The first change is a consonant liquidization making the two “N” sounds into softer “L” sounds for easy pronunciation. The second change is a vowel harmonization of the “O” sound affected by the “Ŏ” sound.
Among common mis-beliefs related to the dish, the name may come from its snowy white color and hearty taste, so seolleongtang was named “雪濃湯” in hanja(literally “snowy thick soup”). Therefore, several Korean dictionaries say that the hanja spelling such as 雪濃湯 is an incorrect usage for the dish. Nevertheless, the misspelling is used to refer to the soup in hanja.
Marinated chicken in crushed fresh garlic for tenderness and flavour and pan-fried with sweet soy sauce topped with vegetables(green & red capsicum, shitake mushroom, carrot and onion) which represent obangsaek (five direction of colour)
Chef Kim has conducted various studies in order to harmonize the tastes of the East and the West people. The garlic chicken is one of them, it is getting a lot of love to all people.
Under article will good examples to prove this.
Here is Chef Kim’s secret recipe and her story on SA Weekend with whole of the page. Thanks for your great support Dianne
Stir-fried bulgogi (beef in soy sauce marinade) with different types of mushroom(oyster, button, shitake, enoki, shimeji)
Bulgogi is a Korean dish that usually consists of grilled marinated beef.
The word Bulgogi literally means fire meat in Korean, and is derived from the Pyongan dialect. It refers to marinated meat, (generally beef if used without a qualifier), cooked using traditional grilling techniques such as gridirons or perforated dome griddles that sit on braziers, unlike deep frying or boiling in water. The term is also applied to variations such as dak bulgogi (made with chicken) or dwaeji bulgogi (made with pork), depending on what kind of meat and corresponding seasoning are used.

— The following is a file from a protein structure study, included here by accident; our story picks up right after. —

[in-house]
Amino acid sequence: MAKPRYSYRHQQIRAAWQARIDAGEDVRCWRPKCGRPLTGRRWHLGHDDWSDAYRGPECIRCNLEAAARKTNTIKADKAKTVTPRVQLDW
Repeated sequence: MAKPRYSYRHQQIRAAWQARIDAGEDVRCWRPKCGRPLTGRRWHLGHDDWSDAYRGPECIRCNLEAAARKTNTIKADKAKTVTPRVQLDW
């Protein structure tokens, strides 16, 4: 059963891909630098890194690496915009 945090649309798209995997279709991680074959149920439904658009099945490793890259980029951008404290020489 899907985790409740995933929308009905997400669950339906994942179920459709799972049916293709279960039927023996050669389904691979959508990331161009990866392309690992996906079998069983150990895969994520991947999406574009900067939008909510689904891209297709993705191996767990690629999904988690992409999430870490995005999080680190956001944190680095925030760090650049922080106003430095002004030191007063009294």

Bulgogi is believed to have originated from Goguryeo(A dynasty 1700 years ago in Korea), when it was originally called maekjeok (맥적), with the beef being grilled on a skewer. It was called neobiani(너비아니), meaning “thinly spread” meat, in the Joseon Dynasty and was traditionally prepared especially for the wealthy and the nobility.
Beef short ribs cooked in soy sauce seasoning with vegetables(carrot, pumpkin, eggplant, radish, zucchini, onion and spring onion)
Galbijjim is generally made with beef or pork short ribs. In the latter case, it is called dweji galbijjim
Galbijjim is typically served on traditional holidays and special occasions.
In contrast to the braising method typical of Western cooking, Koreans do not sear the ribs before braising them.
The ribs are first parboiled in water with aromatic vegetables and then braised in a sweet and savory braising liquid. Parboiling is a technique used to remove excess fat and blood from the ribs. Boiling the ribs in a small amount of water and using the resulting stock in the braising liquid.
These succulent ribs, in a rich sauce, will be perfect for your main dish! Then again, why wait for trying Chef Kim’s Galbijjim?